6 Questions with Liar Star Ioan Gruffudd (Andrew)
Liar star Ioan Gruffudd discusses why the series led him back to the UK, his favorite scenes with Joanne Froggatt (Laura Nielson) and his character Andrew Earlham’s state of mind after Laura accuses him of lying.
Q: What drives your character Andrew?
A: I think Andrew is a very driven personality. What he wants, he gets, and he uses his charm and his intelligence and his personality to achieve that. He’s very dedicated to his work. We discover in the piece that he’s, in fact, a widower. He lost his wife, probably about 10 years ago. So, he’s had to raise his son on his own. And it seems at the beginning of the show that they have a fantastic relationship. He’s done a good job of raising his son and being motivated by his career. He’s now a consultant. So, he’s quite a young consultant in that sense. He’s in his early forties. So, he’s dedicated a lot of his life to his work, and we see that. We present that in our piece. He’s driven. He’s dogged. He’s determined. But also a fantastically charming, brilliant guy to be around.
Q: What would you say the key themes are in Liar?
A: To each action, there is a reaction and there are consequences to one’s actions, be they physical actions or verbal actions. Andrew’s character, in particular, I think has been unfairly treated in his mind because of hearsay. He’s been judged by hearsay online—almost a trial by social media, which to him is a devastating blow because he’s such a proud person. He’s such a character that lives and dies by this fantastic perception of himself that he has, which is a genuine perception. So, he’s crushed by that. So, I think another theme is that we all have secrets, and every character in the show has a secret that will be revealed at some point or another. That we all hide things from one another, that we all tell white lies, innocent lies, and sometimes those lies can be exaggerated and can have some real consequences.
Q: How do you think Andrew feels when Laura accuses him of lying?
A: It offends him greatly. I think his status in the community is very important to him. And the idea and the notion that he’s been called out for something that he’s denying completely is just the worst thing that could possibly happen to him. I think he’s very proud of what he’s achieved. He’s very proud of his status in the community. And I think it’s shaken him to his core. He’s angry. He’s shocked. He’s emotionally upset about it. I think one of the driving forces of his anger is the fact that how he’s perceived in the world has now been changed.
Q: What challenges did you face playing the role of Andrew?
A: Some of the most challenging scenes have been my favorite scenes. I mean, the writing is so tremendous. Jack and Harry are just incredible writers, but my favorite scenes I think have been the scenes that I’ve [gotten] to share with Joanne Froggatt. I think we bounce off each other tremendously well. We’ve hit if off immediately. We have very challenging scenes, and there’s a lot of conflict in them, and a lot of dancing around each other—of both characters coming from different places. So, I think all the scenes I had with her are very delicate scenes because we are both convinced of our truth, of our reality. So, I think those scenes have been deliciously challenging, and ultimately very satisfying.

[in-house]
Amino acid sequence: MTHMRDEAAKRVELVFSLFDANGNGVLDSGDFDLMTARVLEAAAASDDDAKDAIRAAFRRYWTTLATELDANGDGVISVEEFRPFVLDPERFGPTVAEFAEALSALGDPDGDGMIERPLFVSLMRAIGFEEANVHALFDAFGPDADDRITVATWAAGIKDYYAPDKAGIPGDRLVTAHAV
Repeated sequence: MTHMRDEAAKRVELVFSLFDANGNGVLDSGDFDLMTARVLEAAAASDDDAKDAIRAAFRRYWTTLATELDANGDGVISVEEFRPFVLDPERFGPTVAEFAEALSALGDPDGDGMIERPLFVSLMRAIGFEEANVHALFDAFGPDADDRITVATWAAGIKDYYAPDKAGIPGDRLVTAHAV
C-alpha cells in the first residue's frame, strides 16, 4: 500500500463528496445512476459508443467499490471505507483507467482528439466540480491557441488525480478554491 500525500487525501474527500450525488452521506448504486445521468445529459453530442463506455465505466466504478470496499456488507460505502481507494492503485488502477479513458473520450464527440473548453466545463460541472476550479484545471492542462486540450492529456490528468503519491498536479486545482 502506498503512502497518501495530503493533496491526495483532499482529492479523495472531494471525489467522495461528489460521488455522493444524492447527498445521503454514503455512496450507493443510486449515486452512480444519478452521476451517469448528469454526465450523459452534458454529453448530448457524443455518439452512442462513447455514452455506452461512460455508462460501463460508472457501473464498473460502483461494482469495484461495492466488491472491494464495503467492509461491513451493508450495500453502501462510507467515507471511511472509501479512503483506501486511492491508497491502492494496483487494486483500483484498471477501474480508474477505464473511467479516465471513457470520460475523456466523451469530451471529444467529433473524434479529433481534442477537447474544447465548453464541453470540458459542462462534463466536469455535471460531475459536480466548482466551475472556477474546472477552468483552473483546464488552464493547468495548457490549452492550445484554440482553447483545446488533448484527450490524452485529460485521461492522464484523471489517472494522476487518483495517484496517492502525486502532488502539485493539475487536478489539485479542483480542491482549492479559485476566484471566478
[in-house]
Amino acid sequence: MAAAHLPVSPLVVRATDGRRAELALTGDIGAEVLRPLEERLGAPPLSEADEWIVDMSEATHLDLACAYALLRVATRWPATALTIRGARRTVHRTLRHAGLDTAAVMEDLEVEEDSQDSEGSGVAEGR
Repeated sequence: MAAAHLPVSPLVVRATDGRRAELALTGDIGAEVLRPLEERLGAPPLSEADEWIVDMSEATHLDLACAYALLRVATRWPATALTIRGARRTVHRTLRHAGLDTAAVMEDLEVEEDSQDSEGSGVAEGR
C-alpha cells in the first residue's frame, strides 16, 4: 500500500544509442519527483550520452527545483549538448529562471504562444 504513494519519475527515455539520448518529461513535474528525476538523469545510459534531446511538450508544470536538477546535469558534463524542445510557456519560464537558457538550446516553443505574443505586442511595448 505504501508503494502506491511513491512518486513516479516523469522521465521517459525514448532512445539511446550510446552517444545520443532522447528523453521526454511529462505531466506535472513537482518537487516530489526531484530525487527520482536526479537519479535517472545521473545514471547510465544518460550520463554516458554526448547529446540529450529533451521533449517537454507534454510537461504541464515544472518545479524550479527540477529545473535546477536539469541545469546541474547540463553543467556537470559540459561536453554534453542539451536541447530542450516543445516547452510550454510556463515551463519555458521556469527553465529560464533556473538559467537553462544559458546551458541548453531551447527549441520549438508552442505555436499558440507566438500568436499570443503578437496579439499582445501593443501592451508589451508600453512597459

Q: You talked a bit earlier about Harry and Jack Williams — what did you like about the scripts, and what did you like about working with them?
A: I’ve got to say, the reason I am here back home in the UK and on British television for the first time in over a decade… is Harry and Jack’s script. Their work, their writing. I received the scripts in L.A. — the first three episodes — and sat down to read the first one, and proceeded to read three in a row and just could not put them down. I think what they’re brilliant at, the construct of scenes as individual scenes are beautiful. The lines aren’t necessarily how one would speak in everyday life, but if you learn them correctly and deliver them correctly they sound fantastic, and every scene has a beginning, a middle and end, and has a little button at the end of every scene. And, of course, their construct of an arc of a series is second to none, as we’ve seen with all the other examples of their work.
And at the end of the day, as producers of the show and the creators of the show, they’re just great fun to have around as well. If you were to meet Jack and Harry you would never quite believe that they are brothers, and that they can be that close to one another, and that they [Laughs] have the capacity to write something like this — because they are so funny and and so sort of self-deprecating. They’re the opposite, the antithesis almost, of what you see on the page.
Q: How do you think viewers will feel while watching the series?
A: My hope and desire is that people will be debating who’s telling the truth for the first half of our series, certainly. And if we’ve achieved an argument on the couch between a couple watching our series about who believes is telling the truth at any given time, I think we will have succeeded.
Liar airs Wednesdays at 10/9c on SundanceTV.